By Pamela Smerker on | No Comments
Have you ever whipped out your iPhone to take a picture of your dessert so you could share it with a friend? Are you guilty of taking a selfie with your favorite beverage? Mobile phone cameras have made taking photos so convenient that we now snap pictures of just about everything, including the food and drinks we are about to consume.
Having a passion for both baking and photography, my iPhone makes taking photos of my creations so quick and easy. I’d like to share with you how I go about photographing food for my cooking and entertaining blog!
Since my iPhone is always with me, it’s always super easy to grab it from my back pocket while I am baking. I like to photograph some of the steps of recipes that I share on my blog so that my readers can see the process.
Being a visual learner myself, I like to share a few step-by-step images with my readers to go along with the recipes. These images are “real life”, they are close-up and unedited, so when my readers cook it themselves at home, they will know if it looks right or wrong.
With some recipes, I will share a fresh out of the oven image that isn’t necessarily styled, but taken at a great angle. My readers may be more inclined to try a recipe if they can see this “real life” photo, that isn’t so intimidating.
I also like to share these fresh out of the oven pictures on Instagram (one of my favorite marketing techniques) as a teaser of what recipes will be coming to my blog soon.
Do you ever scroll through Pinterest or flip through magazines and drool over the beautiful food images you see? Those great shots that make you want to jump in and take a bite. In this next part, I am going to share how I pair different foods with props to get those eye-catching styled recipe photos.
When it comes to styling breakfast foods, or any meal, keep it simple. I like to add a dish towel or a linen napkin for extra color and texture. Make sure when you are picking props, the colors compliment your display. You don’t want a bright yellow napkin or extreme print to take away attention away from your egg casserole.
Show off your ready-to-eat plate by adding a utensil or two and highlighting the main dish. While these images make the dishes look effortless, they are pleasing to the eye and will make the viewer want to put on their apron and start cooking!
Dessert images are my favorite type of food to style. Props can include festive plates, napkins, place mats, candles, party decorations and confetti. While using various props can be fun, you don’t want to lose the dessert in your shot that has too much going on.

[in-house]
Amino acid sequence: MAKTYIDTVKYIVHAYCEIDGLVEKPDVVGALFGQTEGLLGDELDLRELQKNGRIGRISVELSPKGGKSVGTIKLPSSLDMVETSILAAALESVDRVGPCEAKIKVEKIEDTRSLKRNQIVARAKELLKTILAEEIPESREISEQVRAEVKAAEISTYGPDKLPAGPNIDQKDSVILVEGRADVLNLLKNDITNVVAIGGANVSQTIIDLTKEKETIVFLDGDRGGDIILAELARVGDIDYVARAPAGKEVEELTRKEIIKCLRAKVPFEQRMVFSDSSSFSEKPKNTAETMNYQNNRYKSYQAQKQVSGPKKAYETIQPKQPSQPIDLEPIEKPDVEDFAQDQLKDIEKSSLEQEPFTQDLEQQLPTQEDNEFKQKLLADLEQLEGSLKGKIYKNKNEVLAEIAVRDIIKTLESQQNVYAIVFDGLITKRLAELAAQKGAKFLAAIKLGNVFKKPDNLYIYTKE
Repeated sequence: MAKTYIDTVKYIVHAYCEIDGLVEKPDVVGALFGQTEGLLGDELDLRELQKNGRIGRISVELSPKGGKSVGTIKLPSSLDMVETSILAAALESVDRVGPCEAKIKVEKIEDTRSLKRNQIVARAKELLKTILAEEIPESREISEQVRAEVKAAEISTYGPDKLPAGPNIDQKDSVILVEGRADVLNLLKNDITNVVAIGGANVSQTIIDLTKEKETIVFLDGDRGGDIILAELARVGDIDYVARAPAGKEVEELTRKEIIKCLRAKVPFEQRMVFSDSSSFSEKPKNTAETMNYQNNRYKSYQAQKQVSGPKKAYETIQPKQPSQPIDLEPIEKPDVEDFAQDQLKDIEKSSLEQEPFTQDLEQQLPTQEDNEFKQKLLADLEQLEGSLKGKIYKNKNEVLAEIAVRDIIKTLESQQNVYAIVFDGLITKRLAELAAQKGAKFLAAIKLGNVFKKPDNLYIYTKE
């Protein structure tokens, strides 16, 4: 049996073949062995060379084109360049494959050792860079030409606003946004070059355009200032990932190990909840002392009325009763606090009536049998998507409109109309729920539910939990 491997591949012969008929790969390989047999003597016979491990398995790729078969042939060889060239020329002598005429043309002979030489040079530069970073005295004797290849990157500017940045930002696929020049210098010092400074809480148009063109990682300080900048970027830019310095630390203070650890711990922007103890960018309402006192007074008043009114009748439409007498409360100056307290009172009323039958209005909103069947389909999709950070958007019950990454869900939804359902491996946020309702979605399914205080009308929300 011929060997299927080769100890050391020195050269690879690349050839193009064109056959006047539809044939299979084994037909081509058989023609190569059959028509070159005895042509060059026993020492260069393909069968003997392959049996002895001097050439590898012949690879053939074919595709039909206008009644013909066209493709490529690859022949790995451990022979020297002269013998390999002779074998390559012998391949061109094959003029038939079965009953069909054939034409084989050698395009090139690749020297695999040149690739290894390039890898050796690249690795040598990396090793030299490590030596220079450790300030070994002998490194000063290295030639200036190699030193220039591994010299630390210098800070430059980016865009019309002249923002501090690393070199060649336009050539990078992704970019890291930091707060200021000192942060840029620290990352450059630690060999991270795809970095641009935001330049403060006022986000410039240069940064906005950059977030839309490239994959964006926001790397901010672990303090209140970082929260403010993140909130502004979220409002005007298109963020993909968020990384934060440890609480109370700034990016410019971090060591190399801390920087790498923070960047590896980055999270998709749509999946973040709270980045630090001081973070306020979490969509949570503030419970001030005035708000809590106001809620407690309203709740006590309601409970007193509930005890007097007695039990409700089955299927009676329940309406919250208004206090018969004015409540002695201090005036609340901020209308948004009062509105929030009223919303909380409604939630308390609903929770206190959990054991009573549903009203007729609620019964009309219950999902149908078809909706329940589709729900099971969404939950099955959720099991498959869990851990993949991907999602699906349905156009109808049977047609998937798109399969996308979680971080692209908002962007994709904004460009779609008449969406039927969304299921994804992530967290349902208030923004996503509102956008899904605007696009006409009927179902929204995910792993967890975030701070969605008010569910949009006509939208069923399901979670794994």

Get up close and personal with your dessert and make sure it takes “center stage” in your photos.
You can see here that I paired my Black Bottom cupcake with shades of pink, coral and mint green, pops of gold and a plain white backdrop. I want you to notice the cupcake first; everything else is secondary.
Once you have picked out your food accessories and props it’s time start capturing those photos. Here are some tips for getting just the right look for your food photos with great angles and proper lighting.
You have cooked the most beautiful dinner or baked a delicious batch of cookies and now you want to share a photo on Instagram. Instead of throwing your dish on the kitchen counter and snapping a quick picture, take just a few minutes to show off your delectable creation.
Grab some fun food props, like we talked about previously and find a spot with great natural light. Lighting really is everything!
I have a great window in my loft where I set a table just for taking pictures. I use white foam core boards to bounce the light back onto my display if needed. These are inexpensive and work great! Natural lighting can make all the difference in a photo and it can also save you a lot of editing time.
Now that you have the food, the props and the lighting just right, it’s time to take the picture.
Use the screen on your phone to see what your image will look like. Move around, try different angles, and don't be afraid to change things if something isn't working quite right.
By doing all of this, I can get a variety of fun close-up shots in no time at all. I typically take about 25-30 pictures when I am working on a styled food photo shoot. I will then upload those images to my computer, where I can see them on a larger scale. I then go through the images and choose my favorites to use!
My iPhone is truly my BFF when it comes to food photography! So, the next time you want to share a mouth-watering food image, grab your iPhone and give some of these tricks a try. Warning… you may have unexpected guests show up wanting to eat some of your incredible edibles!
Additional recommended tutorial: Food Photography - 6 Tips for Beginners
Do you have any questions or comments about my iPhone Food Photography Tips? Leave us a comment below - we would LOVE to hear from you! And PLEASE SHARE this post using the social sharing buttons (we really appreciate it)!
Pamela Smerker is a wife, mom and blogger with a passion for baking, photography and entertaining. She is the creator and author of Fronie Mae Bakes, a food blog dedicated to her late grandmothers, where she shares recipes and entertaining inspiration. Fronie Mae Bakes website | Facebook | Instagram | Pinterest | Twitter